Academic journal article Brigham Young University Law Review

I Want My MTV . . . and My ABC, CBS, NBC, and Fox: CBS Broadcasting, Inc. V. EchoStar Communications Corp., the Satellite Home Viewer Act of 1988, and an Argument for Consumer Choice in Distant Network Broadcasting

Academic journal article Brigham Young University Law Review

I Want My MTV . . . and My ABC, CBS, NBC, and Fox: CBS Broadcasting, Inc. V. EchoStar Communications Corp., the Satellite Home Viewer Act of 1988, and an Argument for Consumer Choice in Distant Network Broadcasting

Article excerpt

I. Introduction

Recent advancements in technology have made it possible for American consumers to enjoy more television viewing choices1 than ever dreamed possible only a few years ago.2 With a few clicks of a remote control, a satellite television subscriber has instant access to hundreds of channels3 from around the world, pay-per-view programming, on-demand movies, music channels, and even interactive games and karaoke.4 However, one choice is conspicuously absent: federal law prevents consumers from subscribing to network television stations outside the particular geographic market in which they reside.5 A complex federal statutory scheme-known as the Satellite Home Viewer Act of 1988 ("SHVA")6-prohibits satellite companies from offering their customers "distant networks," or network stations outside a subscriber's market area,7 with the exception of customers who fall within limited circumstances as determined by highly technical criteria.8 This Comment argues that Congress should amend the SHVA to allow American satellite television consumers to legally subscribe to distant network programming.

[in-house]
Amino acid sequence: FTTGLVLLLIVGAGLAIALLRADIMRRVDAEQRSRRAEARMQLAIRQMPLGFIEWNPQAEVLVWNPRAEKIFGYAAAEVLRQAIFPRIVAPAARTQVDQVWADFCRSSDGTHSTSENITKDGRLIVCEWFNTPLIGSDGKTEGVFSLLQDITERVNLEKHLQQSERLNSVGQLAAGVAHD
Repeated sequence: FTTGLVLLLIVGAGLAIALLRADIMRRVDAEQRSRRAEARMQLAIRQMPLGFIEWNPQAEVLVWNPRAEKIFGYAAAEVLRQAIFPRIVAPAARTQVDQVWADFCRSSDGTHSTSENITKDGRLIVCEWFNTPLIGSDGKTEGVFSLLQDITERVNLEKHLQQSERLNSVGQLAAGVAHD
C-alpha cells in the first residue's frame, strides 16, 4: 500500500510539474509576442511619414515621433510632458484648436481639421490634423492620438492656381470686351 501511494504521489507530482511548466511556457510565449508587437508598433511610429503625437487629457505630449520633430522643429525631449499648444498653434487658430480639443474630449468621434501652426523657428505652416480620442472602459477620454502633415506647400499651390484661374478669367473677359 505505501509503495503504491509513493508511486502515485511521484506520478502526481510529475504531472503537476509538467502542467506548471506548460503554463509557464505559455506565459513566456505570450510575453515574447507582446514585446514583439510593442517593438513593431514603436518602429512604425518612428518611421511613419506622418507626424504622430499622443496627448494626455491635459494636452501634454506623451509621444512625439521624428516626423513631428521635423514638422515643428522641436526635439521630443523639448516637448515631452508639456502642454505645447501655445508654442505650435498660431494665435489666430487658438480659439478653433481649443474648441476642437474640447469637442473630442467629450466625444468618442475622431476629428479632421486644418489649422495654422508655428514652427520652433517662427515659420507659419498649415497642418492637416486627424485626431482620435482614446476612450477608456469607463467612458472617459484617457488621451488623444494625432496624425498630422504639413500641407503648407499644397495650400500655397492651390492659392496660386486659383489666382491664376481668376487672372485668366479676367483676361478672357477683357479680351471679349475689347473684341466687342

A recent case, CBS Broadcasting, Inc. v. EchoStar Communications Corp., illustrates how consumers lose under the current regulatory scheme. EchoStar Communications Corporation, dba DISH Network, one of the two major direct broadcast satellite providers in the U.S. market,9 recently lost a protracted court battle with network stations CBS, FOX, NBC, and ABC for copyright violations that arose from EchoStar's widespread transmission of distant networks to ineligible subscribers.10 The network stations claimed that EchoStar systematically allowed ineligible customers to subscribe to distant networks, thereby violating the networks' exclusive rights to control the retransmission of their programs under the Copyright Act.11 In a stinging rebuke, the Eleventh Circuit Court of Appeals held that EchoStar had "engage[d] in a 'pattern or practice'" of providing distant networks to ineligible subscribers in violation of federal law.12 As a result, the court remanded and instructed the district court to issue a nationwide permanent injunction preventing EchoStar from offering distant networks to any of its subscribers, even though around seventy-five percent13 of the approximately 900,00014 affected subscribers were undisputedly eligible to receive distant networks under that same federal law.15

EchoStar's subsequent settlement negotiations failed to save its consumers from the impending injunction. Indeed, after the Eleventh Circuit's ruling, EchoStar continued settlement negotiations with the plaintiffs, and on August 28, 2006, announced that it had reached a $100 million settlement with all of the plaintiffs except the Fox Network.16 Interestingly enough,17 Fox is owned by Rupert Murdoch-who also owns EchoStar's satellite rival, DirecTV.18 Despite the plaintiffs' settlement agreement, on October 20, 2006, the district court rejected the settlement and entered a nationwide permanent injunction to become effective December 1, 2006.19

Thus far, Congess has also failed to rescue EchoStar customers. After the district court rejected the proposed settlement, EchoStar quickly issued a press release and called upon its customers20 to urge congressional action to prevent the impending injunction.21 Angry constituents faced with the prospect of losing their network programming flooded Congress with phone calls,22 and on November 16, 2006, Senator Patrick Leahy (D-VT) introduced a bill, the Satellite Consumer Protection Act of 2006, which would have protected consumers from a disruption in service.23 However, Congress adjourned before considering the proposed legislation,24 and as of this writing has not acted upon it.

Faced with the reality of having to comply with the permanent injunction, EchoStar crafted a clever and seemingly last-second "outsourcing" arrangement that angered broadcasters25 and instigated further litigation. …

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